My question is related to this one which tells us that fundamental group $\pi_{1}(X,x_0)$ is abelian $\textit{iff}$ for every pair $\alpha$ and $\beta$ of paths from $x_0$ to $x_1$, we have the same group isomorphism.

let $[I,X]$ denote the set of homotopy classes of maps of $I$ into $X$, where $I=[0,1]$. If $X$ is path connected, we can easily prove that $[I,X]$ has only one element, which mean that every path in $X$ is homotopic to each other (even a loop at $x_0 \in X$ is homotopic to path $p:x_0 \rightarrow x_1$).

using this fact, $\hat{\alpha}([f]) = [\bar{\alpha}]*[f]*[\alpha] = [\bar{\beta}]*[f]*[\beta]=\hat{\beta}([f]) $, wehre $\alpha$ and $\beta$ denote paths in path connected space $X$ ($\alpha \simeq \beta \Rightarrow [\alpha]= [\beta] $ ). So, it seems that there is no need for the fundamental group $\pi_{1}(X,x_0)$ to be abelian.

Also, for the proof that $\pi_{1}(X,x_0)$ is abelian, if you take 2 loops at $x_0$, then $[f]*[g]=[g]*[f]$ by virtue of being two paths in path-connected space $X$.

Am I wrong here? Where am I wrong?

  • $\begingroup$ You are confusing free homotopies with base-point preserving homotopies. $\endgroup$ – Angina Seng Dec 1 '18 at 6:48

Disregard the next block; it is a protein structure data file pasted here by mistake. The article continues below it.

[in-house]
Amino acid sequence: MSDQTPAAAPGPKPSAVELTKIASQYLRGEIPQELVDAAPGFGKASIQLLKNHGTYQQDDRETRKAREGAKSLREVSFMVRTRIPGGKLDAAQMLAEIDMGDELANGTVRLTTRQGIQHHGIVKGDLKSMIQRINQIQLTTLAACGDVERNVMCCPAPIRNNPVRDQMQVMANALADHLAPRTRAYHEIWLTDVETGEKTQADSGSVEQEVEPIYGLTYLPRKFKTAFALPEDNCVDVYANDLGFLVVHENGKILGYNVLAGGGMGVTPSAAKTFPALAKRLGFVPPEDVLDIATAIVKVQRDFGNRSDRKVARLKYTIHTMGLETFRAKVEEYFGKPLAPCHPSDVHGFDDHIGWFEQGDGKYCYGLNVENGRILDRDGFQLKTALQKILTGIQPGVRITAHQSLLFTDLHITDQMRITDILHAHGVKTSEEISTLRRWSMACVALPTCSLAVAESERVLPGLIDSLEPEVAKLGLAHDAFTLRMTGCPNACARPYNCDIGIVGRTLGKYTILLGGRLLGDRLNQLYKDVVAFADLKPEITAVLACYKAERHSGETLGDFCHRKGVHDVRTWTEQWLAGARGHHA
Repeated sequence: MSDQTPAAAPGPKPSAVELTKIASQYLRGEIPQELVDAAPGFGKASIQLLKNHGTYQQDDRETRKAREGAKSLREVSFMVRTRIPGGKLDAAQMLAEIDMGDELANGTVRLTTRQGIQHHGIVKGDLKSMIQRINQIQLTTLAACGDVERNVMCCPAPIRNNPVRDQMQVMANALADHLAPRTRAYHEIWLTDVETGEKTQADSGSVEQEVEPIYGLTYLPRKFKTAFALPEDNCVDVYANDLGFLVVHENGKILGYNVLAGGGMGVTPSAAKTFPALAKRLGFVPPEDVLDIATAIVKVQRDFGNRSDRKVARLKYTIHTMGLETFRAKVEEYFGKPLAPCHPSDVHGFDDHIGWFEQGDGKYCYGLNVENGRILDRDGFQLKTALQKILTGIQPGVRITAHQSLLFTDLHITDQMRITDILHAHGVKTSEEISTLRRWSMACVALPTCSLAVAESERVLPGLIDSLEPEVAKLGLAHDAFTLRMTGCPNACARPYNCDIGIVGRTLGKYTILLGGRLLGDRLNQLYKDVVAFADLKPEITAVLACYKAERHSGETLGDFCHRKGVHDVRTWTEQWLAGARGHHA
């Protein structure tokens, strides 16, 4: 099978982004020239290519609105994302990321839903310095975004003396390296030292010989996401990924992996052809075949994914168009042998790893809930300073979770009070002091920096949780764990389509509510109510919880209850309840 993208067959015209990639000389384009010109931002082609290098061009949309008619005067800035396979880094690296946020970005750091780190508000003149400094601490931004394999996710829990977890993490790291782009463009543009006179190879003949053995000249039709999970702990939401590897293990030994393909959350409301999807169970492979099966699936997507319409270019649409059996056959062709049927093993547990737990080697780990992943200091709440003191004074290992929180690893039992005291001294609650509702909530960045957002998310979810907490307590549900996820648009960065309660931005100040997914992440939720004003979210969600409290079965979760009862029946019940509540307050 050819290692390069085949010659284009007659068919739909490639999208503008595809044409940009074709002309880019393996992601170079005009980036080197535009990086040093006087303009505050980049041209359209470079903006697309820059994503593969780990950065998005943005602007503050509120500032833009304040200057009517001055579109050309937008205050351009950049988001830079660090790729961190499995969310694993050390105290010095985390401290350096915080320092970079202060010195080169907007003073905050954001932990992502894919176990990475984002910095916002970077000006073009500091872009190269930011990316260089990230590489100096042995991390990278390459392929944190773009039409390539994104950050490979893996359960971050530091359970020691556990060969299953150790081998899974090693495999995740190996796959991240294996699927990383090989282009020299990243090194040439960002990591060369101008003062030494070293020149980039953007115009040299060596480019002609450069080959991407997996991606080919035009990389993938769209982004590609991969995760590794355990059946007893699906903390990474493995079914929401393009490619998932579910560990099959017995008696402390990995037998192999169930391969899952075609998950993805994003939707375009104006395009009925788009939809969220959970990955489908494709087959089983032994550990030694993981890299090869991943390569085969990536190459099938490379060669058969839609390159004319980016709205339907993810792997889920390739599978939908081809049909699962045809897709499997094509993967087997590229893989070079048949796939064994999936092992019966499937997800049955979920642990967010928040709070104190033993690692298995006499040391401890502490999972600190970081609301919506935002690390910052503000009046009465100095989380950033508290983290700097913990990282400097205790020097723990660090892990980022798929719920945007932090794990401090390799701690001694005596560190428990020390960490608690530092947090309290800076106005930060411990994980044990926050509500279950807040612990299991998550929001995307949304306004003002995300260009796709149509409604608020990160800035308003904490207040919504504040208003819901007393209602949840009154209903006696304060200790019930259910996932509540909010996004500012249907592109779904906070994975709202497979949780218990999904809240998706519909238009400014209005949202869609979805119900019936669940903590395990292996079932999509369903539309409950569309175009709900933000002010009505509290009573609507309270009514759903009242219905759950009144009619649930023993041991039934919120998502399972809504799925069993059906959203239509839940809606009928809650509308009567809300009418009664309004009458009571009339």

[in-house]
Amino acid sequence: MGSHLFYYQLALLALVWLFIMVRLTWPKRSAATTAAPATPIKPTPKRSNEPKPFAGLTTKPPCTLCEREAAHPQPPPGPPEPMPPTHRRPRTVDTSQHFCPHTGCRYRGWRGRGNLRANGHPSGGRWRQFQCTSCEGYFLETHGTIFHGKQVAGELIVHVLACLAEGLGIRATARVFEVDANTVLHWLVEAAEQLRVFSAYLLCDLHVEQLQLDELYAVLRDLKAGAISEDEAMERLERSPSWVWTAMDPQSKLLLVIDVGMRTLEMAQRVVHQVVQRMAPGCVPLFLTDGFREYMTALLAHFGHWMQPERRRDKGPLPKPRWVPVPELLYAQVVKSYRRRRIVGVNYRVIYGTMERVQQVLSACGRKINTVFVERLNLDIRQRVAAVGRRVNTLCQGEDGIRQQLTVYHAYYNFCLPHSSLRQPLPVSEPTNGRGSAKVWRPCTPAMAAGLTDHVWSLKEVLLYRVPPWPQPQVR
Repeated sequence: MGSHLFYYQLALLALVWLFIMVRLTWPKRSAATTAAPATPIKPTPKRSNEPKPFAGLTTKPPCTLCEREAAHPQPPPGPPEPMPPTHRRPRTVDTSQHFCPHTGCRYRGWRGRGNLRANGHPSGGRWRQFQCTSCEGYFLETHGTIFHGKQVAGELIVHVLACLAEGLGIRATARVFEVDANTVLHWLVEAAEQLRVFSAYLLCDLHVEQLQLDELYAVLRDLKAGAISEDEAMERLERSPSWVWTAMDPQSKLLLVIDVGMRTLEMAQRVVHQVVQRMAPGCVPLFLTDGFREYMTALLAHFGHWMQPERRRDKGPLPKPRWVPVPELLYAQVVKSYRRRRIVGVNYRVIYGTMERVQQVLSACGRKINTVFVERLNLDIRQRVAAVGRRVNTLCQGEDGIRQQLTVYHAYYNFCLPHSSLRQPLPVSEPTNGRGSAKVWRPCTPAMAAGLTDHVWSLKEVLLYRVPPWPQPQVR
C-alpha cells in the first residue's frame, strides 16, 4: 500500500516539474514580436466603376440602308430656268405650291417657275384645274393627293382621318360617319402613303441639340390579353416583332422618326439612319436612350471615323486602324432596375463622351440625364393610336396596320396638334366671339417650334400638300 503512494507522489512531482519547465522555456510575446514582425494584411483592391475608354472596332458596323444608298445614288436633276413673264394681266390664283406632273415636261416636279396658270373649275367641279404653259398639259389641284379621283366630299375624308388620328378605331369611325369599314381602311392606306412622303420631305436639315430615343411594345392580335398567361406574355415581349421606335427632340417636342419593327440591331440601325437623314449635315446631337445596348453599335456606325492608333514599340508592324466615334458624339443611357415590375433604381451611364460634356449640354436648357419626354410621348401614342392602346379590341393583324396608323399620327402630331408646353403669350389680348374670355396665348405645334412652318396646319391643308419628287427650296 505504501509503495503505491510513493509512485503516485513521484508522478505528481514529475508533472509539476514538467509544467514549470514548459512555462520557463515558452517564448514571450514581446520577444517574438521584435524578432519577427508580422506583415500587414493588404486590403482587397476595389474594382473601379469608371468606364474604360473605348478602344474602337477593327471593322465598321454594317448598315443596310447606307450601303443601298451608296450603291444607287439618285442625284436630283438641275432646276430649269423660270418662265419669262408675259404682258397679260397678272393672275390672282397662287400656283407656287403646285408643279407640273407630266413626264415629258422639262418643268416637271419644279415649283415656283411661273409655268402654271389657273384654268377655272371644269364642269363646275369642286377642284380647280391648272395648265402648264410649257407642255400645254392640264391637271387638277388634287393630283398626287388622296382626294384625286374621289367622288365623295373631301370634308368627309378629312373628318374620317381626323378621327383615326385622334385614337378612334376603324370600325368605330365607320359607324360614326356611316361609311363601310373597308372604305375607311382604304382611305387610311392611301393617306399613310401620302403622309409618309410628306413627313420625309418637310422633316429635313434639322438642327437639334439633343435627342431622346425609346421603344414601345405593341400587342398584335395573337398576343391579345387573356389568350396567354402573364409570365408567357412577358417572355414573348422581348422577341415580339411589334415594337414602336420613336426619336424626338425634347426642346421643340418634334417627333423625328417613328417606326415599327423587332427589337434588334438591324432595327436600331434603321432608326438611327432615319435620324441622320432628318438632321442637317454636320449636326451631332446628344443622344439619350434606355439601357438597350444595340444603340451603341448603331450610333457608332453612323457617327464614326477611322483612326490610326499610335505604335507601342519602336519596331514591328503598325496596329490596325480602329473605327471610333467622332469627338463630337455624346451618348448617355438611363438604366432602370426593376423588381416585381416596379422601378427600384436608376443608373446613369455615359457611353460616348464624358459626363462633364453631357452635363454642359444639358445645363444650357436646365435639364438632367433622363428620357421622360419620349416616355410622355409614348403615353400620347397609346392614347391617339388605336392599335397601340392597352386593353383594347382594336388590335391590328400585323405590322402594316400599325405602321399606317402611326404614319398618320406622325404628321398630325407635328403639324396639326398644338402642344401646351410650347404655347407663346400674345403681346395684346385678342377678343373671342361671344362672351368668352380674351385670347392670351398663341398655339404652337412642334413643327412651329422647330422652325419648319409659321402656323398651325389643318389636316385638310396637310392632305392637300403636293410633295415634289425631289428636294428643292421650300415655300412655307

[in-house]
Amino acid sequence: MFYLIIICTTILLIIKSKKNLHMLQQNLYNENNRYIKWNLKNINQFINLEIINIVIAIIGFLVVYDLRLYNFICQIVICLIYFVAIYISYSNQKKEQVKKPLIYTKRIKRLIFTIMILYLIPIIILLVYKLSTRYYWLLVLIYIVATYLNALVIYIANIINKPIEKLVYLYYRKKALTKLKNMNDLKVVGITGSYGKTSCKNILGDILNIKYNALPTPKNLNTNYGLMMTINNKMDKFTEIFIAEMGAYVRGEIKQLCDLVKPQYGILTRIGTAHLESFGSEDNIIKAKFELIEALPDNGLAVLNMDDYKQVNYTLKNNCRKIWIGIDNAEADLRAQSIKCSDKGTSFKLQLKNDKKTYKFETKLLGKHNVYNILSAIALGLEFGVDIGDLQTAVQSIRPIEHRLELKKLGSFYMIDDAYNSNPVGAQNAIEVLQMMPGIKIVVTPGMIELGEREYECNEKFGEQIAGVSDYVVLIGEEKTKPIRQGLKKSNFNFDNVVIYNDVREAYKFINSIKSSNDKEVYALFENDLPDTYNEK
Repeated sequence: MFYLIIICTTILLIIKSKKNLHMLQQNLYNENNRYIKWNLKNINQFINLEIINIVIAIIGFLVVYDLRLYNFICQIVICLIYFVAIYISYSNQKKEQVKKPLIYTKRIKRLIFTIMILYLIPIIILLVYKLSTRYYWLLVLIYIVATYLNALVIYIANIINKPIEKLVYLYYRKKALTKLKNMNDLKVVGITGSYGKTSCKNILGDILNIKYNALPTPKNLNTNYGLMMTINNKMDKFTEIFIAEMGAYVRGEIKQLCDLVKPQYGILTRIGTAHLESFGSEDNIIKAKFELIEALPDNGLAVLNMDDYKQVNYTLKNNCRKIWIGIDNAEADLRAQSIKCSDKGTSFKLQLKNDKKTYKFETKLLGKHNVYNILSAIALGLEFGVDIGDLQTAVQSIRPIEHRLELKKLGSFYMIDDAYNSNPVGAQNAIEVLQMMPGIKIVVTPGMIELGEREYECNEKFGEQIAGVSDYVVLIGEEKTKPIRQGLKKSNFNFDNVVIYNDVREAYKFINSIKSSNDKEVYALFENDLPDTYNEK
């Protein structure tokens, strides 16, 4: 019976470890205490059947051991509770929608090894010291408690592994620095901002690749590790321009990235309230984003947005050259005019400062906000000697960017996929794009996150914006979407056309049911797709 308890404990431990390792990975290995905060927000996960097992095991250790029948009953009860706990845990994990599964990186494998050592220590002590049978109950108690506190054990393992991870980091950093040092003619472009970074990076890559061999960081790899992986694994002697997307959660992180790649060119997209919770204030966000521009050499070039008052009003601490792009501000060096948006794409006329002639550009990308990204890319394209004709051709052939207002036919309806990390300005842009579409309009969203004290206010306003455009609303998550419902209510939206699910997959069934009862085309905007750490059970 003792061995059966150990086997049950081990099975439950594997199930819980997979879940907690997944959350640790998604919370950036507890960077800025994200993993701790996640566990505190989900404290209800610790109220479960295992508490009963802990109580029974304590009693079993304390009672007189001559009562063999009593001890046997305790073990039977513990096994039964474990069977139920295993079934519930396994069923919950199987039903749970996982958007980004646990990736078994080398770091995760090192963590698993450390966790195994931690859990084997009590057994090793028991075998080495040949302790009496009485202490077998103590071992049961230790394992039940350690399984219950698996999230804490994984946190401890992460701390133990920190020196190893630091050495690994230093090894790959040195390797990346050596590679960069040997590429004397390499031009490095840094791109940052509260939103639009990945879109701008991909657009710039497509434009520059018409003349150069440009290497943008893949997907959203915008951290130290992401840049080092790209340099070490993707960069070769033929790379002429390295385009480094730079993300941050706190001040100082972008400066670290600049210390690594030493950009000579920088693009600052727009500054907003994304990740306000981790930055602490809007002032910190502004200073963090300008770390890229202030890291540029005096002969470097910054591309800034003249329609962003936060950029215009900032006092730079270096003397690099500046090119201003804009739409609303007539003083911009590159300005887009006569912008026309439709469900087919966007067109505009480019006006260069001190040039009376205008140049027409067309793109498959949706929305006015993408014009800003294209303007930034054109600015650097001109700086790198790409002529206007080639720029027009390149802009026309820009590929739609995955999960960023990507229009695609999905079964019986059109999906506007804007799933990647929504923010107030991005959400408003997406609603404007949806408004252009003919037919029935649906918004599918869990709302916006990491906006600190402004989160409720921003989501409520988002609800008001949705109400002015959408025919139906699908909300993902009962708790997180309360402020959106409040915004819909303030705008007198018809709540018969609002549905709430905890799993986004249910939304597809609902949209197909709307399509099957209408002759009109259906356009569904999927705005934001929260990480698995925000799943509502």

• $\begingroup$ I read this, but I am not sure how this concept of free homotopies and base-point preserving homotopies answer my question. One of the points that I still can't find any fault is that if $\alpha, \beta : x_0 \rightarrow x_1$, then $\alpha \simeq \beta $(since $X$ is path connected) which imply that $ [\alpha] = [\beta]$ and hence, $\hat{\alpha}= \hat{\beta}$ $\endgroup$ – MUH Dec 1 '18 at 8:29
  • $\begingroup$ @LordSharktheUnknown Also, if the free homotopies hold true, and given the base-point maps, (for e.g. here $\hat{\alpha},\hat{\beta}$, which are base-point maps at $x_1$ or $\textit{loops}$ at $x_1$), doesn't it imply $\hat{\alpha}=\hat{\beta}$ $\endgroup$ – MUH Dec 1 '18 at 8:40

Your conclusion that if $\alpha, \beta : x_0 \rightarrow x_1$, then $\alpha \simeq_p \beta$(since $X$ is path-connected) is wrong. (I think you mean path homotopy). It is true that any two paths in path connected space is homotpic to each other but not path-homotopy.

$p:x_0 \rightarrow x_1$ and $q:y_0 \rightarrow y_1$ are any two paths in path-connected space $X$. Then $p \simeq e_{x_0}$ and $q \simeq e_{y_0} $ and since, $e_{x_0} \simeq e_{y_{0}} \Rightarrow p \simeq q $. But this doesn't mean that $p \simeq_p q$. There is a difference between path-homotopy and homotopy that path-homotopy has to satisfy additional criteria of initial point and final point for each $t \in I$, which clearly doesn't get satisfied in the proof of homotopy ($\textit{free homotopy}$).

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